In the fall of 1962, the Jeu de Paume in Paris, formerly the royal tennis court set in the upper corner of the Tuileries, housed many of France’s most prized Impressionist paintings. Today those paintings, along with 19th century French Salon academic paintings and sculptures, are housed in the Musée d’Orsay (which in 1962 was a closed railway station and key location for Orson Welles’ The Trial). The Jeu de Paume is now a museum of photography.
It was at the Jeu de Paume that I first saw a painting that instantly enthralled me, albeit not in the sense that Guido Reni’s Saint Sebastian enthralled the young Yukio Mishima, who talked about that painting as if it had been lying in wait for centuries to seduce his soul. Wandering through the Jeu de Paume galleries that summer of 1962, recognizing the mesmerizing, soft-focus canvases of Monet, Renoir, Sisley and Vuillard that I newly knew from a sophomore-year art-history course, I was totally gobsmacked — yes, that’s the right word — by a painting and a painter that seemed to belong to an era beyond the scope of the museum, an escapee from the future.
That painter, Gustave Caillebotte, and his haunting oil, Les raboteurs de parquet (The Floor Scrapers), were not known to me then, despite the fact that I was already developing a sense of art history. Caillebotte was not considered by art historians to be among the first-rank painters of the Impressionist era; despite his formal training, his painting was refused a hanging by the French Salon exhibition in 1875. In fact, it was labeled “vulgar.” So, the gentlemanly Caillebotte did what any gentleman painter of the time might do: exhibit it and a half dozen of his other paintings the following year with the Impressionists.
On a purely narrative level, The Floor Scrapers embodies the quotidian themes of the Impressionists, though not that of the plein air painters like Monet who were experimenting with the subtle play of light and color in country and harbor landscapes. Almost singularly, Caillebotte expresses the press of urban life in the new Paris streets and boulevards of Baron Haussmann; or, even more to the point, he offers a near-photographic documentation of hard labor among the men and women of the working and servant classes, a subject that was not seen as worthy (unless it extolled the fantasy of ennobling farm labor) by the closed minds of the academy .
In fact, The Floor Scrapers owes more to the then new world of photography than to earlier French painting, and even by those terms, its visual style suggests not its own time, but 20th-century documentary street photographers like Kertesz. The first thing that leaps out at you is the light; it spills with luminescence like a soft stream of water from the bright window at the top of the frame across the floor to the very bottom, in front of the middle of the trio of workers. The backlight strongly defines their sinewy musculature, while their bodies seem to represent a triple-view photo exposure akin to the multi-angle, contemporary studies of human locomotion by Eadweard Muybridge. The vertical lines of the partly scraped parts of the floor lead the eye back to the three vertical wall panels of the rear wall. The perspective of the painting is also photographic; it looks down on the workers’ bare backs and also has the field of view of a wide-angle lens.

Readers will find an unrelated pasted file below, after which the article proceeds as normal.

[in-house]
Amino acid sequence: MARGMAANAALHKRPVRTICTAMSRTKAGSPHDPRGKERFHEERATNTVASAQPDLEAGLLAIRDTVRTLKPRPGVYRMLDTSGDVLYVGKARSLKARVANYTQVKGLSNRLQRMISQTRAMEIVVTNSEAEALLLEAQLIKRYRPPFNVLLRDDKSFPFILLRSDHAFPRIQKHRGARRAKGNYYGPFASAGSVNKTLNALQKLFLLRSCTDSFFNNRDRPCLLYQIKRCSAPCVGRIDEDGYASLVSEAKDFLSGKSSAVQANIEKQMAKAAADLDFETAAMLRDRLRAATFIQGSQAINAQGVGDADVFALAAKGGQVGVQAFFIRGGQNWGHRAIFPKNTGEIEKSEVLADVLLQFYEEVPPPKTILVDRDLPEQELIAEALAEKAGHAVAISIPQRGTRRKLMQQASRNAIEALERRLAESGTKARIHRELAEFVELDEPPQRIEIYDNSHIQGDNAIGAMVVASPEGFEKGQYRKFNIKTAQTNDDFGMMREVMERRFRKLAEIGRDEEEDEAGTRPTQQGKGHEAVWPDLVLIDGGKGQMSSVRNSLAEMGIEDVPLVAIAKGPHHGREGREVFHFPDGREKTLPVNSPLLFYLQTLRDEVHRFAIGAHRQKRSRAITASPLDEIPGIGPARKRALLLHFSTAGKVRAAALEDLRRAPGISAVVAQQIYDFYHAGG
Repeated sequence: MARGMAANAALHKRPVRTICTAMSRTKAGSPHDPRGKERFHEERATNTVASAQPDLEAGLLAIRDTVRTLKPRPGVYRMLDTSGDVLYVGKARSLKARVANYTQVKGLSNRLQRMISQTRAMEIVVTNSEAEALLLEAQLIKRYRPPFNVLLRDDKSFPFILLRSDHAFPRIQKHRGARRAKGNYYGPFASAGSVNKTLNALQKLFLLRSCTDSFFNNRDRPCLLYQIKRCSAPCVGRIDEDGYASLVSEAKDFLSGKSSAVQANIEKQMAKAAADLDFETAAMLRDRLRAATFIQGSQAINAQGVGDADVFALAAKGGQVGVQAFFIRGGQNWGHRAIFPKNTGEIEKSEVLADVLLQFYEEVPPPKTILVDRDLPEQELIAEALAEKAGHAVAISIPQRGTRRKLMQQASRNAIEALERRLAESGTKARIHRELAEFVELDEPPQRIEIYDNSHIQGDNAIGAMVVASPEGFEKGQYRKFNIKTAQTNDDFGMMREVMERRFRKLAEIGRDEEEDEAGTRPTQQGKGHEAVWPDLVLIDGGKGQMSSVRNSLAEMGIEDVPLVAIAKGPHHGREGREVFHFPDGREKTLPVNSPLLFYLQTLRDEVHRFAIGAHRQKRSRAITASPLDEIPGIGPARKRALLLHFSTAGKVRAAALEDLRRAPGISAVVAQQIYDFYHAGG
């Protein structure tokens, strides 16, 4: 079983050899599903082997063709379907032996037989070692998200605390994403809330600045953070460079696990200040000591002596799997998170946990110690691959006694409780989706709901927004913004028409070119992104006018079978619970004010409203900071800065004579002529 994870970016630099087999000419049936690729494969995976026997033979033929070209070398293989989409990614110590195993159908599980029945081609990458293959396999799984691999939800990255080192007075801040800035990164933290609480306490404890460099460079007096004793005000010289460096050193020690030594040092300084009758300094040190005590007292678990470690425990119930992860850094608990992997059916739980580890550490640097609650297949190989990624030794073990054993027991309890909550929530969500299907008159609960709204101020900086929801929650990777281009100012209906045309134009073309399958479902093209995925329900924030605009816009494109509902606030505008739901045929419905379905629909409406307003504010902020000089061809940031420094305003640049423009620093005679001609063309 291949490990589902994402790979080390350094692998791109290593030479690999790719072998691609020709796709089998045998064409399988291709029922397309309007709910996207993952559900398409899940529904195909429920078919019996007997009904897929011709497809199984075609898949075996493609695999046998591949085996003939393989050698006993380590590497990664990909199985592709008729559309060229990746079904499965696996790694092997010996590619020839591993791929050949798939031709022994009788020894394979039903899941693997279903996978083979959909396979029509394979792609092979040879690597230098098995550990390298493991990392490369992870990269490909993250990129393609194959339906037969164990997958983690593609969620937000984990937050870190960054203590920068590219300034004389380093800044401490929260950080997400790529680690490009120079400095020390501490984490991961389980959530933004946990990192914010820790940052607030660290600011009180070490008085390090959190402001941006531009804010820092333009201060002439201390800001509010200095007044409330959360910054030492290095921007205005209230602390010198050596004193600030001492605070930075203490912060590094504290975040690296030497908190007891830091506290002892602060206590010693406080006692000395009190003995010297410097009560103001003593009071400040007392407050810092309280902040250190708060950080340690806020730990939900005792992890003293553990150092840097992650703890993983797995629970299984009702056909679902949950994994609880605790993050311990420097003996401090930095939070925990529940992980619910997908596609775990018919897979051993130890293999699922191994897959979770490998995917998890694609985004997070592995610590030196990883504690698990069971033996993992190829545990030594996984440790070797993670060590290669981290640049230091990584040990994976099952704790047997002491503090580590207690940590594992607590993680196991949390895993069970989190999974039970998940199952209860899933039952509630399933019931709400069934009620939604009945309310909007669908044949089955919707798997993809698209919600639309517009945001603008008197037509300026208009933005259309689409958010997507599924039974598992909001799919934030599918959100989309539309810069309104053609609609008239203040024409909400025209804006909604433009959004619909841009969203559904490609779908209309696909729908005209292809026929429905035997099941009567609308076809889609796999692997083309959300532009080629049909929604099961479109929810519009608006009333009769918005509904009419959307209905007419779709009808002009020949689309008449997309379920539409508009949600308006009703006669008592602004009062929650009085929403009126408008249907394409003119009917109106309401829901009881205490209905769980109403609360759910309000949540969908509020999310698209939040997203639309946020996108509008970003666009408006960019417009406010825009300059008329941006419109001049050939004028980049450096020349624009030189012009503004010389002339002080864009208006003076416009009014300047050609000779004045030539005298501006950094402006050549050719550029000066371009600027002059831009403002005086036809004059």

The painter’s brother, Martial, was a photographer, and while it is not known whether Gustave embraced photography himself, the brothers shared many interests, including stamp collecting and sailing. A book by German scholars Karin Segner and Max Hollein, Gustave Caillebotte: An Impressionist and Photographer, makes a strong case for the painter’s fascination with French photographers who were documenting the sweeping urban modernization of Paris streets and public places under Baron Haussmann. In fact, a 2011 exhibition at the Musée Jacquemart-André Paris presented some of Gustave’s lesser known works in conjunction with Martial’s photographs. Martial was also a composer.
This short video (in French) shows how Martial’s photos and Gustave’s paintings seem at times to establish a kind of dialogue:
Gustave Caillebotte was independently wealthy. He supported and collected the refusés Impressionists such as Monet and Renoir, though his own style was more aligned with the solid, full-length portraits of Manet and the compositional daring of Degas (himself an avowed photographer). Caillebotte amassed a considerable private collection of his contemporaries’ works. He died of heart congestion in his garden at the very early age of 43 and bequeathed his collection to the French state. It experienced a rocky journey before ending up in the Jeu de Paume and then the Museé d’Orsay.
Seeing the Les raboteurs de parquet in that pivotal fall of 1962 led me to study other works by this long-overlooked master. It was not easy to do then; until just a few decades ago, he was regarded by many as a footnote to the revolution of late 19th-century French painting. That has changed. Increasingly, Caillebotte is studied and appreciated as a prophetic figure of modernism. But somehow I knew, even as a naïve student, that this painting spoke to my heart and soul. To this very day, I am compelled to share my love of it with every film student who asks me about my “influences.”
With this video, you can judge for yourself just how expansive Caillebotte’s work is today. (Mercifully, allows the full-frame paintings to speak for themselves.) It affords an opportunity to study the compositional and perspectival daring of this still underappreciated artist.
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